MIGRATION is the biggest challenge facing the European Union today — “bigger than Brexit” — and will be for several years to come, the Bishop in Europe, Dr Robert Innes, has said.
Dr Innes was speaking from the central-committee meeting of the World Council of Churches in Geneva, on Tuesday, days after 630 migrants from Libya were permitted to alight in the Spanish port of Valencia, on Sunday, having been refused entry to Italy.
The group had been stranded on international waters for several days, on the cargo ship Aquarius, because the Italian and Maltese governments would not allow the vessel to dock, provoking criticism from the French.
The migrants were safely transported to Spain on the Aquarius, which is funded by the humanitarian organisation Médecins Sans Frontières (MSF), and two Italian vessels.
Dr Innes said that, while Italy carried an “unfair burden” for welcoming refugees, arrivals in Italy via the central Mediterranean migration route had fallen by tens of thousands in the past three years: from 181,436 in 2016 to 12,105 in the first five months of 2018.
“In that light, the refusal of the Italian authorities to allow the MSF and SOS Mediterranean-sponsored ship Aquarius to land is hugely upsetting,” he said.
“Those on board are human beings created in God’s image. Both as a matter of faith, and of human rights, they ought to have been treated as precious human beings, not as problematic cargo.”
One of the MSF doctors on board, Dr David Beversluis, described the initial rescue of those who had attempted to flee the shores of Libya this month: “We provided lifesaving care to hundreds of people pulled from collapsing rubber rafts in the search-and-rescue zone north of Libya. We resuscitated several people who had nearly drowned after falling into the water.”
Italy had “flown in the face of international law” by denying the group access to a port of safety, he said. “And, more importantly, the political stand-off seeks to diminish the value of these vulnerable people as human beings. It is a disgrace and a stain on modern Europe.”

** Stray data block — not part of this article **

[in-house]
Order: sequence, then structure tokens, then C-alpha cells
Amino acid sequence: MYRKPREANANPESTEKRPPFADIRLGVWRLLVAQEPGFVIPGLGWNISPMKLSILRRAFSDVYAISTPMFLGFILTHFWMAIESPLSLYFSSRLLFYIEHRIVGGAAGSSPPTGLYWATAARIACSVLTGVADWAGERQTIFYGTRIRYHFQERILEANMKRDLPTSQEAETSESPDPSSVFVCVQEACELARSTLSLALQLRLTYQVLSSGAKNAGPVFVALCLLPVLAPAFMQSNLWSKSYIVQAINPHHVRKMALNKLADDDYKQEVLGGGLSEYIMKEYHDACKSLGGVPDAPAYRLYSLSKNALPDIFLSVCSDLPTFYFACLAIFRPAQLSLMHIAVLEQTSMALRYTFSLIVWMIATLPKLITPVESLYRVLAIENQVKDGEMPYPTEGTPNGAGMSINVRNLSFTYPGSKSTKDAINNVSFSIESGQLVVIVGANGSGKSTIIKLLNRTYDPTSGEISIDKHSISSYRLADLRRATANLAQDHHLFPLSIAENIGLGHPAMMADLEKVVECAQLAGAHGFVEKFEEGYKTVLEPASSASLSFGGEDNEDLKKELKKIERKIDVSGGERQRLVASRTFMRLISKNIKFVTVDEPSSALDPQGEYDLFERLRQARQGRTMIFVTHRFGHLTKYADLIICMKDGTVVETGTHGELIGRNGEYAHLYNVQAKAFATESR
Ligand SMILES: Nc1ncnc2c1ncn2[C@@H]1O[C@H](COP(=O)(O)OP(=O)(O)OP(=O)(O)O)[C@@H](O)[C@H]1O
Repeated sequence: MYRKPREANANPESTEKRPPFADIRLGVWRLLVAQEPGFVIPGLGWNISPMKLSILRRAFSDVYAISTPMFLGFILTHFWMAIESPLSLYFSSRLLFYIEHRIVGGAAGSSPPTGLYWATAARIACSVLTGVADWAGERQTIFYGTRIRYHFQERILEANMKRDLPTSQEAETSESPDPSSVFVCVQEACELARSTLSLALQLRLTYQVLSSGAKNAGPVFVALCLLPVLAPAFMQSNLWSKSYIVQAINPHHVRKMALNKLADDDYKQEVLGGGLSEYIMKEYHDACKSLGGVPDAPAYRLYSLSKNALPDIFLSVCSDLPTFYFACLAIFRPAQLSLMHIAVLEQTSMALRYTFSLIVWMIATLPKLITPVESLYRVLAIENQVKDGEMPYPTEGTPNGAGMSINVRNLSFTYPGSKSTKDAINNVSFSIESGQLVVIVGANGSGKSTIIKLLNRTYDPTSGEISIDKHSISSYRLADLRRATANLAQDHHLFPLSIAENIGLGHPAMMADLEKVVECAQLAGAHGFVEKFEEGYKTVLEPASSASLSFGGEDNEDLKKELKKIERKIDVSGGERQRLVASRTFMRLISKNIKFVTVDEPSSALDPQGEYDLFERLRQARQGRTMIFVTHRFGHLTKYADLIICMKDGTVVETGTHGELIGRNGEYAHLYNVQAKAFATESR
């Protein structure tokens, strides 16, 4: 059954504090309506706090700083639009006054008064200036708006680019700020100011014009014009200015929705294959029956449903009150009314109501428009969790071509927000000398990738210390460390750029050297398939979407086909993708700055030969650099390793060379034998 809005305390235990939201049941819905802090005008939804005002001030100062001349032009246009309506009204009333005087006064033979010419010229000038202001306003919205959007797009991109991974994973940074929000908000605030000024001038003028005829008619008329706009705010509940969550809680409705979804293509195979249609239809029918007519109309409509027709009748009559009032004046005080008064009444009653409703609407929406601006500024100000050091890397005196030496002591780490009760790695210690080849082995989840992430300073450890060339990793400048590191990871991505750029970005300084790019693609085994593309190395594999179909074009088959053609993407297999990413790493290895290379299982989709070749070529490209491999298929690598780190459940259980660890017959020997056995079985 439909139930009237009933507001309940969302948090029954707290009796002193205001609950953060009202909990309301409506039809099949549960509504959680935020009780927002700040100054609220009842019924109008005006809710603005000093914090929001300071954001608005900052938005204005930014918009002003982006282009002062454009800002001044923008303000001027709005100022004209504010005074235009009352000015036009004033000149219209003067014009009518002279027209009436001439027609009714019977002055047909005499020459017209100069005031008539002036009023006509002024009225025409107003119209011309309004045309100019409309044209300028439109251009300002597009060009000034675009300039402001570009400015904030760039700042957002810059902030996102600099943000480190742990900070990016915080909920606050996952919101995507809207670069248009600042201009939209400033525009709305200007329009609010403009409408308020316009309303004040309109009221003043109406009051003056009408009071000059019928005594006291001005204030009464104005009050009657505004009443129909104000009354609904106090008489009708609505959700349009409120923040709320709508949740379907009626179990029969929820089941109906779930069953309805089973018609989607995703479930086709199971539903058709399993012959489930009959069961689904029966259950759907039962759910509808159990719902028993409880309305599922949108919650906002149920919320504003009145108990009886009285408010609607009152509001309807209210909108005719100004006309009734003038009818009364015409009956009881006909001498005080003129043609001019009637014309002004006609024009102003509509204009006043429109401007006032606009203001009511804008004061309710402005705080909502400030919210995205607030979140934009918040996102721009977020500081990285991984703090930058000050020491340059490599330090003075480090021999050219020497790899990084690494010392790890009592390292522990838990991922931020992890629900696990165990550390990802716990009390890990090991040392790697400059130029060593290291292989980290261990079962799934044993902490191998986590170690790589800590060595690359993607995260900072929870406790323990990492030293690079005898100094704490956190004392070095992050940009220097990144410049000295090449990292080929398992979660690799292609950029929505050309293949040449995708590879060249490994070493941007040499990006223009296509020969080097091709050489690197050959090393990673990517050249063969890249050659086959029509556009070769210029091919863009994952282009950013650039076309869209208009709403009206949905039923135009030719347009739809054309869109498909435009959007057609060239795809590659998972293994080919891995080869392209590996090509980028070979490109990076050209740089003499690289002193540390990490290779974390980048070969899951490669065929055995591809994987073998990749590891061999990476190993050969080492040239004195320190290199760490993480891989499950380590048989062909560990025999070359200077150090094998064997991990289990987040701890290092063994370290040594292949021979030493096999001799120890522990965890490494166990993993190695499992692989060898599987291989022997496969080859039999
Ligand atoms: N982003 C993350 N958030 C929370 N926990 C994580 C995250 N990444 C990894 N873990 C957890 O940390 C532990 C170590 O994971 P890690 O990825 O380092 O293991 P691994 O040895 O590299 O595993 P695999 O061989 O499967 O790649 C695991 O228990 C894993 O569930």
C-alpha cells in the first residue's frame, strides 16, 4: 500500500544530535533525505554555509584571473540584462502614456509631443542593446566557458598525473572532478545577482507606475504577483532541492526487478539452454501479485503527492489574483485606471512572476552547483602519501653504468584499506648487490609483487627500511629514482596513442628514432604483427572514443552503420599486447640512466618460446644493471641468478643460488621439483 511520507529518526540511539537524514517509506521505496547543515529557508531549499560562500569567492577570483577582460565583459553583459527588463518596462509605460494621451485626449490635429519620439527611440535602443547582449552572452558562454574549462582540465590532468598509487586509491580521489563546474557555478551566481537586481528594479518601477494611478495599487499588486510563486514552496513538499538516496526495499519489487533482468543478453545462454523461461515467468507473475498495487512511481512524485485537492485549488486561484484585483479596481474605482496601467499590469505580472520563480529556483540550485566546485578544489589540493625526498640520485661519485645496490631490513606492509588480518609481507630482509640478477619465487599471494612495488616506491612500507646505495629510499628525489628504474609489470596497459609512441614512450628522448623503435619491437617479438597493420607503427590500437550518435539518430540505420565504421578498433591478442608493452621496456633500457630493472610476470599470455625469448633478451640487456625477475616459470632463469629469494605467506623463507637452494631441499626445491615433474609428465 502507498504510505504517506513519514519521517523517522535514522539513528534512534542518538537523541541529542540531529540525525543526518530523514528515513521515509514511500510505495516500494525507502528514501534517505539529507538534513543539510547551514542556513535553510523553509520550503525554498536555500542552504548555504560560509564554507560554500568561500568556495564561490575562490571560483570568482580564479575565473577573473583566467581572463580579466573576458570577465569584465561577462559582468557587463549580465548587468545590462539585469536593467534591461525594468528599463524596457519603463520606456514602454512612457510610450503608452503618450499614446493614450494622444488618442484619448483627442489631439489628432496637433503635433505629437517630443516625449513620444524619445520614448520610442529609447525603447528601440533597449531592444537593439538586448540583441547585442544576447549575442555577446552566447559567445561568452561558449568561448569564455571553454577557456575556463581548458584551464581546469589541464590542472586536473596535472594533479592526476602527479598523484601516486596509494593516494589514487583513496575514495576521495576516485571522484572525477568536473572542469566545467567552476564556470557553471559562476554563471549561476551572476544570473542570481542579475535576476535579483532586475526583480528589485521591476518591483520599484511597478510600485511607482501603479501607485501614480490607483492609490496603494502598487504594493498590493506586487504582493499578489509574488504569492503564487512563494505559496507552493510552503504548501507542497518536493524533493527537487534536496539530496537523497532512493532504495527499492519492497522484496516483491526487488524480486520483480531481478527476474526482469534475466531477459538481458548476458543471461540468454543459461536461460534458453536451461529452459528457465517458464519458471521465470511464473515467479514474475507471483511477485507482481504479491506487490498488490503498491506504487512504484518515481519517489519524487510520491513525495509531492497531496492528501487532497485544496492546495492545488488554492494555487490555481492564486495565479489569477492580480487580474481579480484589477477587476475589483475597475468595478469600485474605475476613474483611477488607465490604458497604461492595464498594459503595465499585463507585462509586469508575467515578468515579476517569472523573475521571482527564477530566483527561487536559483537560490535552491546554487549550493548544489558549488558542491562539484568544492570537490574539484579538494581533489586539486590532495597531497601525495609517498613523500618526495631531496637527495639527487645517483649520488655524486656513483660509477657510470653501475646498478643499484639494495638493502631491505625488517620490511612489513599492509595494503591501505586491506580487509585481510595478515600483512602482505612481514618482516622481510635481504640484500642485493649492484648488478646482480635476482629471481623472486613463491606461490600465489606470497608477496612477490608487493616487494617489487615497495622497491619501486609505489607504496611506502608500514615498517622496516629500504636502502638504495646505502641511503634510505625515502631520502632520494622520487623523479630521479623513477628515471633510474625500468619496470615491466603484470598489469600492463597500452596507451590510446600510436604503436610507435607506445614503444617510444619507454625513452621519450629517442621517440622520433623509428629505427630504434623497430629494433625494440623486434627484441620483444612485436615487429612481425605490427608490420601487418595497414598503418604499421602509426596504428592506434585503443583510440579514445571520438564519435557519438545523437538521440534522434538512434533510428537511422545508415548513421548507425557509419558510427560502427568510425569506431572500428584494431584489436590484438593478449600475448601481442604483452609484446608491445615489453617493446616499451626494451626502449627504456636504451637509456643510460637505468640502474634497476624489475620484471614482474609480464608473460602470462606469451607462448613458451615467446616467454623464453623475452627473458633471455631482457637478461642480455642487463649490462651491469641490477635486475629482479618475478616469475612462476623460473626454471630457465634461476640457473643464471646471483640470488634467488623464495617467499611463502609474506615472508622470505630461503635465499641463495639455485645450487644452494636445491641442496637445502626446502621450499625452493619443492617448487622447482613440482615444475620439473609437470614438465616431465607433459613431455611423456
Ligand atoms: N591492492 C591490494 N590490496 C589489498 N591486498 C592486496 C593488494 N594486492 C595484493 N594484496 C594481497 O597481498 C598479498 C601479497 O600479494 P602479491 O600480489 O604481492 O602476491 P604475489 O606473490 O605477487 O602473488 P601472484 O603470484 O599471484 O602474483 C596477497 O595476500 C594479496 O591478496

MSF has urged European governments to put human lives first, ahead of the European Council meeting, next week.
Dr Innes said that there had been improvements to how the crisis had been handled, however: “Migration is the biggest challenge facing the EU: bigger than Brexit. And it will be for years to come. The attitude of European authorities towards migrants has been increasingly geared towards proper management and security.
“In this, they have been more successful than people generally realise. The number of irregular migrants arriving in Europe has fallen dramatically in 2018 compared with the period 2015 to 2017.”
The Diocese in Europe was “deeply committed” to the welfare of migrants and refugees, he said. “We are part of a humanitarian corridor bringing vulnerable migrants legally into Belgium. We are partnering with the diocese of Canterbury and USPG to sponsor a refugee projects officer in Calais.”
Pope appeals for Yemen. Pope Francis has urged world leaders to bring the parties of the Yemen civil war to the negotiating table so that “the already tragic humanitarian situation does not get worse”, Vatican News reported last week.
More than 10,000 people have been killed in Yemen since the conflict broke out in 2015, including 5200 civilians, the United Nations has estimated. At least 8.4 million people are at risk of starvation, and 22.2 million people need humanitarian assistance.
“I am following the dramatic circumstances of the people of Yemen,” the Pope said on Sunday, before drawing attention to World Refugee Day, on Wednesday, organised by the UN to protect people fleeing conflict in their homelands.
“I hope that the states involved in these processes reach an understanding to assure — with responsibility and humanity — assistance to, and the protection of, those who are forced to flee their own country.”